We have no information yet to report on the services and prices offered, maybe somebody reading this has used it and can provide some Information?
There is now only one nightclub remaining in the village, although there are a number of bars, The club ‘Vanilla beach’ located on the beach has rebranded as ‘First line’ and is now predominantly a restaurant.
There are now two new chinese restaurants in the village one in the center and one closer to the beach end of the road, the food in the one closer to the beach was put to the test and we can report that the food and service was very good.
The triangular development at the centre of the village remains only partially open and now contains among other shops a hairdressers, art gallery and a private security firm, currency exchange and rose market. There is no sign of the supermarket which was open previously on the corner of the building, the entrance which was supposed to host a market remAIns empty and there is no sign to date of the sky bar opening on the roof.
The Elios Bar in the centre remains popular, the car boot sale held on the last saturday of every month was especially well attended with many stools and customers, both locals and tourists. On the stools everthing from books, English food products, bric-a-braq, Antiques, jewellery and plants.
Meanwhile at the beach, from the break of day sunbathers arrive to catch the morning rays, along the sea edge runners wind there way up and down the beach before the full heat of the sun. The sea was extremley inviting, clean and warm and there was little or none of the seaweed and jellyfish that sometimes are to be found at the waters edge. During the week the beach was busy with bodies, at weekends and especially on sunday the beach was especially busy but never overcrowded.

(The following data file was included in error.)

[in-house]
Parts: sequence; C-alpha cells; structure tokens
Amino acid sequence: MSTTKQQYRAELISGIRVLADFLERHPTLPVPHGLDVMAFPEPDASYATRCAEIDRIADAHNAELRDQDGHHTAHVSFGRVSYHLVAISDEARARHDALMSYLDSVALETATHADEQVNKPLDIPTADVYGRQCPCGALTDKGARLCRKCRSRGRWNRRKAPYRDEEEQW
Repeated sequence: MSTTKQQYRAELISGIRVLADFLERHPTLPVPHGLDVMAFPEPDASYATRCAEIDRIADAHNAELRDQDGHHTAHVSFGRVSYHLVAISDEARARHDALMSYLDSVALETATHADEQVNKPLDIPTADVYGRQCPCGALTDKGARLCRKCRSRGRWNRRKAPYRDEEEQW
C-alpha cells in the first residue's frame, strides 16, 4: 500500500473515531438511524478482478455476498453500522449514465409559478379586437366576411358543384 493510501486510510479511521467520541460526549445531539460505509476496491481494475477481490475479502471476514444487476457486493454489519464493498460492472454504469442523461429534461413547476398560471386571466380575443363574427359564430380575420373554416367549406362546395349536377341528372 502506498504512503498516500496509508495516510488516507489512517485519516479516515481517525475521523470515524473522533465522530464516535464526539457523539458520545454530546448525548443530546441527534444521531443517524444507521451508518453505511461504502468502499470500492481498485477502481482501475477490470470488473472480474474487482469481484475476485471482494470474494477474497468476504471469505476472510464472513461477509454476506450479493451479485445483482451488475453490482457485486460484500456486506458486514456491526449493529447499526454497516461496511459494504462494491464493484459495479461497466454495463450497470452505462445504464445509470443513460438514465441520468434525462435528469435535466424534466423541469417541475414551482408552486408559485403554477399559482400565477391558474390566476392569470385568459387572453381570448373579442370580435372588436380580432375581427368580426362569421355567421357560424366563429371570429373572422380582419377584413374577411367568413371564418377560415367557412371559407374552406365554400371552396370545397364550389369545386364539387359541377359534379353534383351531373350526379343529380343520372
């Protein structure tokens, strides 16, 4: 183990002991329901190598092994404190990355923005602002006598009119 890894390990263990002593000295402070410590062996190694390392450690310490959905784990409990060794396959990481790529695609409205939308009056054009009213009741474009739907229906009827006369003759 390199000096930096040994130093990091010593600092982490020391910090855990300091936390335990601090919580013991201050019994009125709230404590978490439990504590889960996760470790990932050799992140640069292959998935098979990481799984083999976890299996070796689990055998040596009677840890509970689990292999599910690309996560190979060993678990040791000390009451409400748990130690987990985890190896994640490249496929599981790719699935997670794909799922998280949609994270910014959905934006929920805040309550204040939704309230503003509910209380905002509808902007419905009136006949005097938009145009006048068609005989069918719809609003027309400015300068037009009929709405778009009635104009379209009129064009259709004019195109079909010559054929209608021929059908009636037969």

In Albena the bridge crossing the river and the nearby hotel have been damaged by the flooding. Initially the damaged bridge was the only means of crossing into Albena as the river itself has swollen and deepened during the floods.The hotel which is perched dangerously over the river, its foundations ripped away, remains partially in operation. The now wobbly bridge had been made ‘good’ by means of fairly typical Bulgarian temporary repairs at each end consisting a pallet laid against the now raised end of the bridge which previously had met the sand. From the pallets were exposed nails and loose boards which were difficult to negotiate, especially in the typical beach footwear of flip flops. Scaling the bridge was difficult at best and at worse it was dangerous.
By the end of July a temporay military bridge had been erected overnight in order to allow construction vehicles to the area and allow the remediation/demolition of the hotel and hopefully to reinstate the pedestrain bridge. Exactly what they will do to bring the bridge and hotel back into operation remains to be seen.